The Maltese Tax Refund System

The Maltese Tax Refund System

For a number of years, Malta’s taxation regime has offered and promoted an effective tax refund system that boasts a variety of incentives available for businesses that meet particular criteria.

Over and above the Full Imputation system which ensures that Double Taxation of the same profits or gains is lawfully avoided, Malta’s successful Tax Refund System allows for qualifying shareholders of Maltese companies to claim refunds of tax paid by the company on dividends distributed. What does this mean? In this article, you’ll find all the information you need about the Maltese Tax Refund System.

Refund of Tax

In the past, shareholders of companies in Malta could only claim tax refunds when carrying out trading activities with foreign persons. Later this evolved to the point that  Malta’s tax refund system has been amended to be in alignment with EU regulations, meaning that shareholders can even claim tax refunds when doing dealings in Malta.

Fully registered shareholders of Maltese companies are entitled to claim refunds of tax charged on profits allocated to particular Tax Accounts, namely the FIA (Foreign Income Account) or the MTA (Maltese Tax Account). Generally, the rate of tax subject to a refund depends on the income earned as well as the implementation of any double taxation relief by the Maltese company on such profits. Shareholders are allowed to earn one of the following refunds:

  • 6/7ths of Malta tax
  • 5/7ths of Malta tax
  • 2/3rds of the tax payable in Malta
  • A 100% full tax refund payable in Malta

6/7 Malta Tax Refund

Most commonly, the tax refund available to shareholders of Maltese companies amounts to 6/7ths of the tax paid in Malta. This intrinsically results in an effective tax rate of 5% as a reduction from the standard corporate tax rate of 35%.

5/7 Malta Tax Refund

Shareholders may claim a refund of 5/7ths of the tax paid in Malta where: the dividend is distributed out of passive interest and royalties or from a participating holding which does not satisfy anti-abuse provisions. This results in an effective tax rate of 10%.

It is to be noted that where interests and royalties have been subject to tax at a rate of at least 5% or more, they are no longer considered passive and therefore qualify for the 6/7ths refund mentioned above.

2/3 Malta Tax Refund

Companies claiming double tax relief, as well as the Flat Rate Foreign Tax Credit (FRFTC), are subject to a 2/3rds tax refund claim. However, if FRFTC is claimed, the 2/3rds refund is calculated on the tax paid in Malta.

Full Malta Tax Refund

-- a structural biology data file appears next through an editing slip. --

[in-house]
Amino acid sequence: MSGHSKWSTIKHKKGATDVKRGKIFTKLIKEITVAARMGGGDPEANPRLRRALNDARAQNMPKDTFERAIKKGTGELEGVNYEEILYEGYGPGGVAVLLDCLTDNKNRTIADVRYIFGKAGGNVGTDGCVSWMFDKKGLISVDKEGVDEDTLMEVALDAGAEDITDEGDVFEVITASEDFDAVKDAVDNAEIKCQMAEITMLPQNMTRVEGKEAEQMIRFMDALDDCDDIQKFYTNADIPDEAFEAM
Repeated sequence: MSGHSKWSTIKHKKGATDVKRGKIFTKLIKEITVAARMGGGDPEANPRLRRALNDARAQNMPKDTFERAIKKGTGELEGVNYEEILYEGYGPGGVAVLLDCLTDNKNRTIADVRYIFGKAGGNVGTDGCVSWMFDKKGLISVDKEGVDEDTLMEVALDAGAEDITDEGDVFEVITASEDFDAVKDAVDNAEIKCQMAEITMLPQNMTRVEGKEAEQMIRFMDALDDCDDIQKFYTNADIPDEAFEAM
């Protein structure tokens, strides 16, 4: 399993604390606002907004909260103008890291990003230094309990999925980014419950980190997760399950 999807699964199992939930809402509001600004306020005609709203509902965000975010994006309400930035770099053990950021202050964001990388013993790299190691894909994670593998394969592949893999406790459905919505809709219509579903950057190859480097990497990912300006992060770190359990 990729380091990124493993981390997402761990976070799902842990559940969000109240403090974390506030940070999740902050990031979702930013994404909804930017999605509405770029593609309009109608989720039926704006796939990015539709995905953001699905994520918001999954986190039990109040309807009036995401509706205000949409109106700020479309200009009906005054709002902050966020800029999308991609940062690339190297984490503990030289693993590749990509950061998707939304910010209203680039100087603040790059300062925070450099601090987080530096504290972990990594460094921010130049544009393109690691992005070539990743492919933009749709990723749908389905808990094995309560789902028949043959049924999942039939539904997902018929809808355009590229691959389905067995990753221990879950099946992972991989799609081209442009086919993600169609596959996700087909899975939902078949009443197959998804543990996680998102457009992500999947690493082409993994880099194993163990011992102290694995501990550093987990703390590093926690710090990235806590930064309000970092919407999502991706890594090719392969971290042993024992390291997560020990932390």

This is applicable to income derived from a participating holding as well if the participation holding has not been applied.

Applicable Deadlines

When it comes to timelines, a refund of tax is payable by not later than the 14th day following the end of the month in which the refund becomes due.

Tax Accounting

A company in Malta is required to allocate its profits to the following accounts:

  • Final Taxed Account (FTA)
  • Immovable Property Account (IPA)
  • Foreign Income Account (FIA)
  • Maltese Taxed Account (MTA)
  • Untaxed Account (UA)

Where We Come in

It is important to note that specific details need to be in place to ensure an organization’s or a shareholder’s ability to avail themselves of all or some of the elements listed above particularly relevant to residency, operations and nature of income. In order to find out more, The Firstbridge Team will be happy to offer advice to suit your business and tax needs, feel free to contact Firstbridge at [email protected] for further insight and details.

*This article has been prepared for general information on matters of interest only, based on information available to us up until the time of writing and does not constitute professional advice. You should not act upon the information contained in this article without obtaining specific professional advice. No representation or warranty (express or implied) is given as to the accuracy or completeness of the information contained in this article, and, to the extent permitted by law, Firstbridge does not accept or assume any liability, responsibility or duty of care for any consequences of you or anyone else acting, or refraining to act, in reliance on the information contained in this report or for any decision based on it.